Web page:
Definitions

from Wiktionary, Creative Commons Attribution/Share-Alike License

  • adj. Obsolete form of rustic.
  • n. Obsolete form of rustic.

Etymologies

Sorry, no etymologies found.

Examples

  • She answered with rustick simplicity, in the Warwickshire pronunciation,

    The Life of Samuel Johnson LL.D.

  • The conversation of the Scots grows every day less unpleasing to the English; their peculiarities wear fast away; their dialect is likely to become in half a century provincial and rustick, even to themselves.

    A Journey to the Western Isles of Scotland

  • The wife is an old coquette, that is always hankering after the diversions of the town; the husband a morose rustick, that frowns and frets at the name of it.

    The Coverley Papers

  • It here contracts a kind of brutality and rustick fierceness, to which men of politer conversation are wholly strangers.

    The Coverley Papers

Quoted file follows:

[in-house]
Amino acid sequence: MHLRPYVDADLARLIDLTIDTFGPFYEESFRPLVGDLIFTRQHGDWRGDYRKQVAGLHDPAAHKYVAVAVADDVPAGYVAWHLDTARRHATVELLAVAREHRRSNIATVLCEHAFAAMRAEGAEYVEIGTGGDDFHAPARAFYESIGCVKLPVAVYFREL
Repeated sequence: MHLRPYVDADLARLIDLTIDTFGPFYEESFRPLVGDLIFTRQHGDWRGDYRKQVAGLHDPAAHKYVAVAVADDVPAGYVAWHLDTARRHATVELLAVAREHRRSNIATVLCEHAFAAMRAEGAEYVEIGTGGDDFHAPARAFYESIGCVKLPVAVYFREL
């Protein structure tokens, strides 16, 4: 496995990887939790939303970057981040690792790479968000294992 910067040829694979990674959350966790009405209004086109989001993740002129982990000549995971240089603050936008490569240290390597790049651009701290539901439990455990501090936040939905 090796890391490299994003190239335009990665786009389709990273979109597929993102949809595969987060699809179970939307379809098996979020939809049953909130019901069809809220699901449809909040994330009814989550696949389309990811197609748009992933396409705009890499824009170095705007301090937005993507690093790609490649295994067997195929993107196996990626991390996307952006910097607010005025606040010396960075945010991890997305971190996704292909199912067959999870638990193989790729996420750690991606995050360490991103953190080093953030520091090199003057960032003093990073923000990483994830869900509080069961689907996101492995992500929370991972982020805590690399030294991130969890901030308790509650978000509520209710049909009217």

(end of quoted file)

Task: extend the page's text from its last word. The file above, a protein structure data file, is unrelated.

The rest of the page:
• Several obliging deferences, condescensions and submissions, with many outward forms and ceremonies that accompany them, were first of all brought up among the politer part of mankind, who lived in courts and cities, and distinguished themselves from the rustick part of the species (who on all occasions acted bluntly and naturally) by such a mutual complaisance and intercourse of civilities.

    The Coverley Papers

  • Stile to an old rustick Language, I dare not allow, since neither_

    The Lives of the Most Famous English Poets (1687)

  • Boswell says of Crabbe's poem The Village, that 'its sentiments as to the false notions of rustick happiness and rustick virtue were quite congenial with Johnson's own.'

    Life of Johnson

  • His lordship was dressed in a rustick suit, and wore a little round hat; he told us, we now saw him as Farmer Burnet [240], and we should have his family dinner, a farmer's dinner.

    Life of Johnson

  • Its sentiments as to the false notions of rustick happiness and rustick virtue were quite congenial with his own [546]; and he had taken the trouble not only to suggest slight corrections and variations, but to furnish some lines, when he thought he could give the writer's meaning better than in the words of the manuscript [547].

    Life Of Johnson

  • There is a rustick Cockneyism as little pleasing as ours of London.

    Life and Remains of John Clare

Wordnik is becoming a not-for-profit! Read our announcement here.

Comments

Log in or sign up to get involved in the conversation. It's quick and easy.